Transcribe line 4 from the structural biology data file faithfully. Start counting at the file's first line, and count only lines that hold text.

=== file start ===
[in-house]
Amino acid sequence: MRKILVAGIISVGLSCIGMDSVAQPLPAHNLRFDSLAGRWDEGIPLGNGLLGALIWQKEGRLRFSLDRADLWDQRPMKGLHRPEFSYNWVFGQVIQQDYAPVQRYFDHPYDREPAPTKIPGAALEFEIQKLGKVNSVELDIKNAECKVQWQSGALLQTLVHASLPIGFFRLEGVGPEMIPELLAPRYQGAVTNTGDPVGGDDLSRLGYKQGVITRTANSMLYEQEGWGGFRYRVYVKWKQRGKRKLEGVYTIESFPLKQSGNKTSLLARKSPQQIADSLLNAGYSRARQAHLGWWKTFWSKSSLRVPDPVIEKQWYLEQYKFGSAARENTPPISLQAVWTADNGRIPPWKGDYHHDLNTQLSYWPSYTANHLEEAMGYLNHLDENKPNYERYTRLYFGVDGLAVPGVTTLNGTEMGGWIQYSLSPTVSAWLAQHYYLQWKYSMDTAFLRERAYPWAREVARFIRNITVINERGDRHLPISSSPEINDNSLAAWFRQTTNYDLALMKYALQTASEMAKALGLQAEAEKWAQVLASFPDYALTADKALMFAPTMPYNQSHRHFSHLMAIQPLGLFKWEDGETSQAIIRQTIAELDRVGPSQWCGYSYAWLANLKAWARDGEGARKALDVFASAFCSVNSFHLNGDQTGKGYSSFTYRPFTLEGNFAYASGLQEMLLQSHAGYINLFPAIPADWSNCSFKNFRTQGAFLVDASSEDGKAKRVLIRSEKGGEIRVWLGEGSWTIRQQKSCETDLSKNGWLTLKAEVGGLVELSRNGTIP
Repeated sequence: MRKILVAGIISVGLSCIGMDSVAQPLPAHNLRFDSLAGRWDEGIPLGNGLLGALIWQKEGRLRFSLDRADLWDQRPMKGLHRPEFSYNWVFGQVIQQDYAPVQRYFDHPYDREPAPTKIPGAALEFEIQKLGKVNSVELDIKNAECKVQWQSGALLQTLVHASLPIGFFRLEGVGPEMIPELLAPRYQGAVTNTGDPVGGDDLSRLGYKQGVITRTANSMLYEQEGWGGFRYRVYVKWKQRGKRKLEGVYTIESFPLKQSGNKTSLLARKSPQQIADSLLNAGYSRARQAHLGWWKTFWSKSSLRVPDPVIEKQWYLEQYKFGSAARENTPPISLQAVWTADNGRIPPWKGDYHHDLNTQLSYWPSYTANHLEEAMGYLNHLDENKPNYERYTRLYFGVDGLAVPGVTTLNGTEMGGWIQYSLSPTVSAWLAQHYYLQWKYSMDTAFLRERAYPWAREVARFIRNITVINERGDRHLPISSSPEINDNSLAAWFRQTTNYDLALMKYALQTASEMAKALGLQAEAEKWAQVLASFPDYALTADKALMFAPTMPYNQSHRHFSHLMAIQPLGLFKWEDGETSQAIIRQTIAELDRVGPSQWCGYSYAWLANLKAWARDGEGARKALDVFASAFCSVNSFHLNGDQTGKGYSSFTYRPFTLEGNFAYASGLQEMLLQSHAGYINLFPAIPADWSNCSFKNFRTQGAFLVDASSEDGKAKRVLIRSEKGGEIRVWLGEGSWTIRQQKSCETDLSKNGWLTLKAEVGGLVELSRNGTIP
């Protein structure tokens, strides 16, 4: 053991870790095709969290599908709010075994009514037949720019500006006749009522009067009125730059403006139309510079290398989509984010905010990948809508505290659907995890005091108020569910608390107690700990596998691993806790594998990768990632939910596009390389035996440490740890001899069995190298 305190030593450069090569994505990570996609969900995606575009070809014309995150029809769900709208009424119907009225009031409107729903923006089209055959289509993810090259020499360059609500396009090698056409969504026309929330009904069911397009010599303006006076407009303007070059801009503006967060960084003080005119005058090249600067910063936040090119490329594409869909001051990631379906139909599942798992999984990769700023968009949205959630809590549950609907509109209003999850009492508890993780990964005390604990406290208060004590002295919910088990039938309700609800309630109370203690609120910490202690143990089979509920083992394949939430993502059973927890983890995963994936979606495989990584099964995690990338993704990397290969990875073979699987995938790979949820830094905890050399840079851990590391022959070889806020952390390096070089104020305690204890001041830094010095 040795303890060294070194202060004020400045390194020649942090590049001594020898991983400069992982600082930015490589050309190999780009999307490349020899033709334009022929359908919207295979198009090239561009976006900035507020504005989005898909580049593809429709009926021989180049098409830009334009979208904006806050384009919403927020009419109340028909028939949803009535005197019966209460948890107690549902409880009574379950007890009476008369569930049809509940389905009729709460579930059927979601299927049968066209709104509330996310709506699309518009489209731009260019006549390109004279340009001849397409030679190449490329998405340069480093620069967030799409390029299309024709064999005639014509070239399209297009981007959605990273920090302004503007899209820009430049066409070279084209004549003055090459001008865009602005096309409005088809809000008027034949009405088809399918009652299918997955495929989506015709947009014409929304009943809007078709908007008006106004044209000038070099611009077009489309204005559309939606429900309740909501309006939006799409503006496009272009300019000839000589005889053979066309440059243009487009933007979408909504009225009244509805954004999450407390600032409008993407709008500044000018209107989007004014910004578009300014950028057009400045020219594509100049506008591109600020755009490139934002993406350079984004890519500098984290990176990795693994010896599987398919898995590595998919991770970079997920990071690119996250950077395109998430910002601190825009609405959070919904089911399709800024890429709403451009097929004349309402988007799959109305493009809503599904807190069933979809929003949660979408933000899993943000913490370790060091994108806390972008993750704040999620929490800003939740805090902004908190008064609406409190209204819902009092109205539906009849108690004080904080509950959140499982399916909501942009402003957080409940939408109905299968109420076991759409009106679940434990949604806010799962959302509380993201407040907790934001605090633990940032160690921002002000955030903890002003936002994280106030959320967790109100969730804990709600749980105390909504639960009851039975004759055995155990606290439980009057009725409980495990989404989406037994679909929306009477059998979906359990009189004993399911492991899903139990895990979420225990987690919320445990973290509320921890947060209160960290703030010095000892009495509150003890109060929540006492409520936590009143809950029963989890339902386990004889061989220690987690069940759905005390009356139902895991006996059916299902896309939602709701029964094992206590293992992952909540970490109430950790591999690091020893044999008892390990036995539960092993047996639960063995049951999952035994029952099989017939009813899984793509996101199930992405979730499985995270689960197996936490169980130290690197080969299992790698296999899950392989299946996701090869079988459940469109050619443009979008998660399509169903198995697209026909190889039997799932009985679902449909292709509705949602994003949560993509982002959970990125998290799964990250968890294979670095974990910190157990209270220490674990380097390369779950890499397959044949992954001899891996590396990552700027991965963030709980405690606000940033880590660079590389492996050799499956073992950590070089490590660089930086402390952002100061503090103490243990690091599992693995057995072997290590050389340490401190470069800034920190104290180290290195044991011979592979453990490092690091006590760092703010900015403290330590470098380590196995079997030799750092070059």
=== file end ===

């Protein structure tokens, strides 16, 4: 053991870790095709969290599908709010075994009514037949720019500006006749009522009067009125730059403006139309510079290398989509984010905010990948809508505290659907995890005091108020569910608390107690700990596998691993806790594998990768990632939910596009390389035996440490740890001899069995190298 305190030593450069090569994505990570996609969900995606575009070809014309995150029809769900709208009424119907009225009031409107729903923006089209055959289509993810090259020499360059609500396009090698056409969504026309929330009904069911397009010599303006006076407009303007070059801009503006967060960084003080005119005058090249600067910063936040090119490329594409869909001051990631379906139909599942798992999984990769700023968009949205959630809590549950609907509109209003999850009492508890993780990964005390604990406290208060004590002295919910088990039938309700609800309630109370203690609120910490202690143990089979509920083992394949939430993502059973927890983890995963994936979606495989990584099964995690990338993704990397290969990875073979699987995938790979949820830094905890050399840079851990590391022959070889806020952390390096070089104020305690204890001041830094010095 040795303890060294070194202060004020400045390194020649942090590049001594020898991983400069992982600082930015490589050309190999780009999307490349020899033709334009022929359908919207295979198009090239561009976006900035507020504005989005898909580049593809429709009926021989180049098409830009334009979208904006806050384009919403927020009419109340028909028939949803009535005197019966209460948890107690549902409880009574379950007890009476008369569930049809509940389905009729709460579930059927979601299927049968066209709104509330996310709506699309518009489209731009260019006549390109004279340009001849397409030679190449490329998405340069480093620069967030799409390029299309024709064999005639014509070239399209297009981007959605990273920090302004503007899209820009430049066409070279084209004549003055090459001008865009602005096309409005088809809000008027034949009405088809399918009652299918997955495929989506015709947009014409929304009943809007078709908007008006106004044209000038070099611009077009489309204005559309939606429900309740909501309006939006799409503006496009272009300019000839000589005889053979066309440059243009487009933007979408909504009225009244509805954004999450407390600032409008993407709008500044000018209107989007004014910004578009300014950028057009400045020219594509100049506008591109600020755009490139934002993406350079984004890519500098984290990176990795693994010896599987398919898995590595998919991770970079997920990071690119996250950077395109998430910002601190825009609405959070919904089911399709800024890429709403451009097929004349309402988007799959109305493009809503599904807190069933979809929003949660979408933000899993943000913490370790060091994108806390972008993750704040999620929490800003939740805090902004908190008064609406409190209204819902009092109205539906009849108690004080904080509950959140499982399916909501942009402003957080409940939408109905299968109420076991759409009106679940434990949604806010799962959302509380993201407040907790934001605090633990940032160690921002002000955030903890002003936002994280106030959320967790109100969730804990709600749980105390909504639960009851039975004759055995155990606290439980009057009725409980495990989404989406037994679909929306009477059998979906359990009189004993399911492991899903139990895990979420225990987690919320445990973290509320921890947060209160960290703030010095000892009495509150003890109060929540006492409520936590009143809950029963989890339902386990004889061989220690987690069940759905005390009356139902895991006996059916299902896309939602709701029964094992206590293992992952909540970490109430950790591999690091020893044999008892390990036995539960092993047996639960063995049951999952035994029952099989017939009813899984793509996101199930992405979730499985995270689960197996936490169980130290690197080969299992790698296999899950392989299946996701090869079988459940469109050619443009979008998660399509169903198995697209026909190889039997799932009985679902449909292709509705949602994003949560993509982002959970990125998290799964990250968890294979670095974990910190157990209270220490674990380097390369779950890499397959044949992954001899891996590396990552700027991965963030709980405690606000940033880590660079590389492996050799499956073992950590070089490590660089930086402390952002100061503090103490243990690091599992693995057995072997290590050389340490401190470069800034920190104290180290290195044991011979592979453990490092690091006590760092703010900015403290330590470098380590196995079997030799750092070059």